Stories from the Field

The Baxter Award Part I: The Dream Imagined

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matt baxter

To all who knew him, Matt Baxter was a passionate, kind, gentle, funny and ravenously adventurous person. The former NatureBridge educator, who died in a climbing accident in Yosemite in April 1996, inspired children and adults alike throughout his life. It is no surprise that he continues to inspire people after his death.

Matt Baxter and the Baxter Award are larger than life. It's more than the award; it's the whole experience. Before I applied I always thought only legends get the Baxter.
Hagit Elaz, 2016 Baxter Award Recipient

“He was an outstanding educator,” says Kristina Rylands, NatureBridge’s current National Environmental Science Center Project Director and former Yosemite Regional Director. “I was an educator alongside him in the 90s, and when you think about the quintessential, charismatic NatureBridge educator — that was Matt.”

It’s difficult to overstate the joy in Kristina’s voice when she talks about Matt Baxter. 

“I remember this one Friday, Matt came bouncing into the office around one o’clock, and he quickly changed into his running shorts,” says Kristina.

“We asked where he was going, thinking he was just heading for a short run, and he cheerfully said, ‘I’m going up to Half Dome.’ Well, Half Dome is a full-day hike for most people — 18 miles round trip! But off he went and sure enough, around five o'clock, he came trekking back into the office. He had run all the way to the top of Half Dome. We were all just absolutely floored. He had just thought, ‘it's a beautiful day; why wouldn't you run up to the top of Half Dome and check things out?’ He was the most positive and exuberant person.”

After Matt’s death, his mother Kate, with the support of his father Andy and the rest of the Baxter family, established the Matthew Baxter III Memorial Fund. From that fund and the many donations that helped support it came the Baxter Award. The annual award sends a select number of NatureBridge staff around the world to live out their wildest dreams of adventure and personal growth. All they need to do to have a chance is apply.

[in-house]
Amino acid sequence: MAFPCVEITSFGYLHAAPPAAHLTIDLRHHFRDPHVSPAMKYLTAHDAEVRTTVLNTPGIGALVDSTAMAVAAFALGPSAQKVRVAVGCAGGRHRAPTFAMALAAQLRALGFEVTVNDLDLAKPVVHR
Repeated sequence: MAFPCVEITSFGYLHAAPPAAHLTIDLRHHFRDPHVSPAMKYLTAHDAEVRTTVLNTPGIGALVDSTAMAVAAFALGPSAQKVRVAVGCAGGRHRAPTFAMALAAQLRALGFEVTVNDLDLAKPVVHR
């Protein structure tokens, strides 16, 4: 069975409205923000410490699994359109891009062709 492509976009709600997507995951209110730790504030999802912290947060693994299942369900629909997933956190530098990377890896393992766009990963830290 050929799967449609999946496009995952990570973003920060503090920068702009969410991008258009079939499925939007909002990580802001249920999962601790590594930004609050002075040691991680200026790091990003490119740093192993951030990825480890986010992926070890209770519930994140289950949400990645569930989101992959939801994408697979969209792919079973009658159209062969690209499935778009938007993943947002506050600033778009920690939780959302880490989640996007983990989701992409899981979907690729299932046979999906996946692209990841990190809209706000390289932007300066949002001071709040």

“The application process is one of the hardest parts of the experience by far,” says 2019 Baxter Award recipient Sonia Veiga.

Sonia’s Baxter application required her to unearth uncomfortable feelings and have deep conversations with her father, whom she hadn’t seen since he moved back to Portugal almost 10 years prior. Putting such personal things down on paper for others to read and evaluate was vulnerable and nerve-wracking.

“I had like 12 different people proofread it. To have someone proofread those big, deep things was a really challenging experience,” says Sonia. “I think the healing process started with the application process.”

Hagit Elaz, the 2016 Baxter Award recipient, agrees. 

“Applying was like a journey in itself,” she says. “I put so much of myself into the application that when I submitted it, it felt like victory. I didn't think I even needed to win the award.”

Her proposed Baxter experience would send Hagit and her father to Poland, where her father was born and much of their family was murdered in the Holocaust.

“Even getting my dad to buy in was a whole journey of its own,” says Hagit. “So when I pressed ‘submit’ I was...victorious.”

For Andy Maeding and Matthew Coen, the application process wasn’t emotionally trying in the same way, but as the first recipients of the Baxter Award and friends of Matt Baxter, it had its own special meaning and importance.

“Matt was really good about bringing people together. He organized these pancake breakfasts and we did them pretty much religiously every single Saturday morning,” says Andy.

“He took me on many of my first serious Yosemite crack climbs,” says Matthew. “A lot of my memories with Matt are pancake breakfasts and crack-climbing at the Cookie [an iconic Yosemite climbing cliff].”

Andy and Matthew’s proposal was one of the first submitted in the award’s 25-year history. It detailed their plans to study and learn firsthand the sustainable farming of a remote community in Ladakh, India.